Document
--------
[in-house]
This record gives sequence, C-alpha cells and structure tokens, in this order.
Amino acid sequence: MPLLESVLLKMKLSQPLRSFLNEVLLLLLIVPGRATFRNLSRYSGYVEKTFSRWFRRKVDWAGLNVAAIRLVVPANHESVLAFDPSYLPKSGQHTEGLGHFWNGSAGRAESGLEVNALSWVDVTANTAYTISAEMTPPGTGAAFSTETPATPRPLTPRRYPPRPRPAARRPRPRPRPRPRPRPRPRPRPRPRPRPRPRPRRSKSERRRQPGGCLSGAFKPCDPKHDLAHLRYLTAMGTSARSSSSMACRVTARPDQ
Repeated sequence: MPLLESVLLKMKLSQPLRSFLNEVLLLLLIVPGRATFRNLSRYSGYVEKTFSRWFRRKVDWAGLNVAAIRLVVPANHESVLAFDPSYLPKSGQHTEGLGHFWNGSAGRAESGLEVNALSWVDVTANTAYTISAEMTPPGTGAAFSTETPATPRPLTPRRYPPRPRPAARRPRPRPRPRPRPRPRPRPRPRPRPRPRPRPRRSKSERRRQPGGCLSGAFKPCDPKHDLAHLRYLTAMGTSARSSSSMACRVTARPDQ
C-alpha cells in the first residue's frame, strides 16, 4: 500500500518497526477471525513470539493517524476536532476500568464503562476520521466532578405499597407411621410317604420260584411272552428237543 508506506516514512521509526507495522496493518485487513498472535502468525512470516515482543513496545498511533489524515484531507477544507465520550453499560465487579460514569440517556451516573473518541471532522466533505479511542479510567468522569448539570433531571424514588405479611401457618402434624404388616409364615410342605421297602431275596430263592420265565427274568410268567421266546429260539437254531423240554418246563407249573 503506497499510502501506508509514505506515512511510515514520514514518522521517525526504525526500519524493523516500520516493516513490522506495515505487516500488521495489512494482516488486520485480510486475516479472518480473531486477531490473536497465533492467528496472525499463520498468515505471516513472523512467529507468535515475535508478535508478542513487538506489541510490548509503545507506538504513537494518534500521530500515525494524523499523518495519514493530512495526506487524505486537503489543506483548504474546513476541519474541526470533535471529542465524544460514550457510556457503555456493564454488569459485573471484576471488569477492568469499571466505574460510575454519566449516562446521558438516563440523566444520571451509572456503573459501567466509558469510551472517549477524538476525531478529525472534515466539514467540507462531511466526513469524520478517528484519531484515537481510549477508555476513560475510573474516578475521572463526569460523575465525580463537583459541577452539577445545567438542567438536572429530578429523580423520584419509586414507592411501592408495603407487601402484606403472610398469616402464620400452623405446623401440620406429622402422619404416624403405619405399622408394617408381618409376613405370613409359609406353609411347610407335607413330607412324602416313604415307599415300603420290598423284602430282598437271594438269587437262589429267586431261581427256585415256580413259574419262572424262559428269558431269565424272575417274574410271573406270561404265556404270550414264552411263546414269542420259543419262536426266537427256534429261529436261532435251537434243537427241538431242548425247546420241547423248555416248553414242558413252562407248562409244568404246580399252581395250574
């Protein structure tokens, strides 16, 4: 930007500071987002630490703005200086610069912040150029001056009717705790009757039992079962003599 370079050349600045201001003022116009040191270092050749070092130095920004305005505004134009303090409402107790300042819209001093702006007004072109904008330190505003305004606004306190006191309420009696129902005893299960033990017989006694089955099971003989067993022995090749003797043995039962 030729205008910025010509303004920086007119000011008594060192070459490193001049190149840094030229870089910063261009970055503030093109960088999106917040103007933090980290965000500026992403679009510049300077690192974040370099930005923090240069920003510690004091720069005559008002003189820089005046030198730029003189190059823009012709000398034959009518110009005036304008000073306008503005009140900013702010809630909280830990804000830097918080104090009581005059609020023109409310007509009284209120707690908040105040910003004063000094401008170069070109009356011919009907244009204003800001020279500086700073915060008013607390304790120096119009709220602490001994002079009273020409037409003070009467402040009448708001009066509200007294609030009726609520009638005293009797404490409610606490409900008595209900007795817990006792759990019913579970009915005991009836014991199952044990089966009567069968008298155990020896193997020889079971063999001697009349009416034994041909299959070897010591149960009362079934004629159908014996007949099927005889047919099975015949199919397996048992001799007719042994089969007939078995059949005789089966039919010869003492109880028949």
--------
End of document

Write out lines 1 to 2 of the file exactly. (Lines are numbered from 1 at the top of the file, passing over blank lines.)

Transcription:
[in-house]
This record gives sequence, C-alpha cells and structure tokens, in this order.